Looking for an animal, magic symbol into the door of the tent, the entrance of your intimate space probably meant more to the early nomads than a usual object. The engsi form existed wherever people lived into tents. So it would be interesting to make links with non central Asian engsis, - as long as one is able to identify them!
The possible relationship of the Orient Stars animal carpet to Turkmen ensis has been mentioned from time to time. I'm pretty sure I remember hearing Thomas Cole say something about it, and Michael Craycraft suggested it explicitly in a letter to HALI (issue #58, p. 89, 1991).
I have a copy of Orient Stars, but it's too big to fit into the space where my scanner sits. I wonder if anyone out there would be good enough to scan the image and post it (or send it to me or Filiberto for posting).
An Early Turkish Suggestion
Mr. Tuna joins our discussion with the suggestion that we look more deeply for possible sources of some of the design and layout aspects of the Turkmen engsi.
He suggests that we might look at the Potala Palace Compartment fragment that is Plate 185 in the Orient Stars volume. I have scanned that image and here it is:
The text says that this piece is estimated to be early Konya, 12th to 14th century. The fragment is 73 X 43 cm.
As Mr. Tuna points out the full rug seemingly had at least four compartments, the filler devices in the red ground compartments could be read to resemble in outline crude Turkmen chuval guls, and the major border (the text says we cannot tell if it is so) is a design that (again crudely) protrays two birds facing a tree. This could be an early instance of the animal trees that caught the eyes of Pinner and Franses in Turkmen Studies I. Or if one was intent on comparing this border design with the candelabras in the panels of many Turkmen engsis, one might argue that the Y shapes with beaks result from the birds having flown into the trees. J Rotation and reflection of devices by weavers is after all a longstanding tradition.
Thanks to Mr. Tuna for this imaginative suggestion.
R. John Howe
Seljuk Animal Carpet
John Howe kindly scanned the Seljuk animal carpet from Orient Stars. Here it is.
The four panel, ensi-like layout is obvious; the animal's curled tails look mighty like Turkmen curled leafs.
Dear Steve and al.
Thanks for mentioning the previous references to the same idea in the past. Thanks also for posting the Orient Stars Animal carpet for more clarity on the idea.
Actually, as I have sent the message out ,I thought a better reference is the Anatolian Animal carpet from the Metropolitan museum , probably same provenance and similar period. (it can bee seen at the MET's site , under islamic art highlihts , carpets)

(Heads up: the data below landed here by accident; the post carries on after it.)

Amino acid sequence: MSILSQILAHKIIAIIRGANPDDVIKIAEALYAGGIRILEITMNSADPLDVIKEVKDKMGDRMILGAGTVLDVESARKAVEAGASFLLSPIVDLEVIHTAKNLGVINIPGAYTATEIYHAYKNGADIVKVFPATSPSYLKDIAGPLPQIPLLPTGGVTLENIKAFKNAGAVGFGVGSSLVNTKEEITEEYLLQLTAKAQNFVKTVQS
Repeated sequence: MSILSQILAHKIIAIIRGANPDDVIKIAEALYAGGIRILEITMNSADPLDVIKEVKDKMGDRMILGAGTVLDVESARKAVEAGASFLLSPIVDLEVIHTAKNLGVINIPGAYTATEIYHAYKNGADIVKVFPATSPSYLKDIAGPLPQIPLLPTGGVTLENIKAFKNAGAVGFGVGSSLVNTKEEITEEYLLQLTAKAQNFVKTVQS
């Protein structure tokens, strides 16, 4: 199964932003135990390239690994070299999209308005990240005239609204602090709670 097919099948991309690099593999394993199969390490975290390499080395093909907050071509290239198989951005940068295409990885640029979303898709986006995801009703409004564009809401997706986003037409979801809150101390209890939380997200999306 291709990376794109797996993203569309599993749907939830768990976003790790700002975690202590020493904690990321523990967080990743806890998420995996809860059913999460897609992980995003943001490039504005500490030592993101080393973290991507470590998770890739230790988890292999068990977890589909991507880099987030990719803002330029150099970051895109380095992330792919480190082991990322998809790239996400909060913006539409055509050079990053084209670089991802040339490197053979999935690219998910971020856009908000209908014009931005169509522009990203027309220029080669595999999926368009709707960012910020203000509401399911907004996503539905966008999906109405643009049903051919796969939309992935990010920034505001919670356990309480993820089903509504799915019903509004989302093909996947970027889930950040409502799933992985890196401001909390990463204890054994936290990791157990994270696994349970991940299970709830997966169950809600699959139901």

The MET carpet does not have the field separated into the two compartments and one can better see the 4 zone division and the resulting negative form. In addition , it is closer in dimension to the Turkoman Engsis (49 1/2 x 60 1/4) - this said , I do not dare to suggest it was made as an Engsi. The existence of these rugs show that there was a design tradition with that composition.
When I look at the marvellous Engsi posted by Marvin Amstey in this tread , I also feel the same Animal references both at the head of the pole , at the Elem and inside the field. So the symbolism and the general layout seem to have survived.
With the Salor engsi design , we more clearly see the presence of animals.
With this body of - small I agree - evidence , to me the Engsi language seems to have its origine within the animal realm and its protective magic of the tent space rather than garden or candelabra symbols.
To follow up on references to garden and animal-tree designs, I am attaching three photos of a Tekke ensi that clearly shows animals beside trees. Some are facing the trees, others facing away. The "candelabra" motif also shows what appear to be stylized crested bird or horned animals, but those images are more ambiguous than obvious animals and trees.
Best regards, Ken
The "bird head" motif on your (very attractive) piece looks very much like the heads on what probably represent goats on many Caucasian and NW Persian flatweaves. So, like you, I am unconvinced that they are birds at all.
As long as we're on the subject of multiple bird heads affixed to stems, here's an image for you:
It's a woven raffia bag (natural and indigo dyed raffia are what gives it the two colors) from Cameroon, made in the 1930's or so. These were prestige objects within the tribal community, but many were made for sale to tourists. I don't know which category this is from - it came from a missionary's estate. I think the relationship it shows to Turkmen iconography is pretty striking, another example of how certain motifs recur in places geographically remote from each other. Generating the motifs in the negative space is characteristic of these Cameroon bags.
Thanks for posting that very fine Cameroon bag. I hadn't realized that the two-bird or two-headed bird was also present in West African art. Your bag is a remarkably sophisticated piece. Now if you can find a Dogon ensi, we will really have some connections to explore.
Best regards, Ken
The Dogon don't use door rugs, but they do have doors. Large ones for their homes, small ones for their granaries. These can be very elaborate and are highly collectible.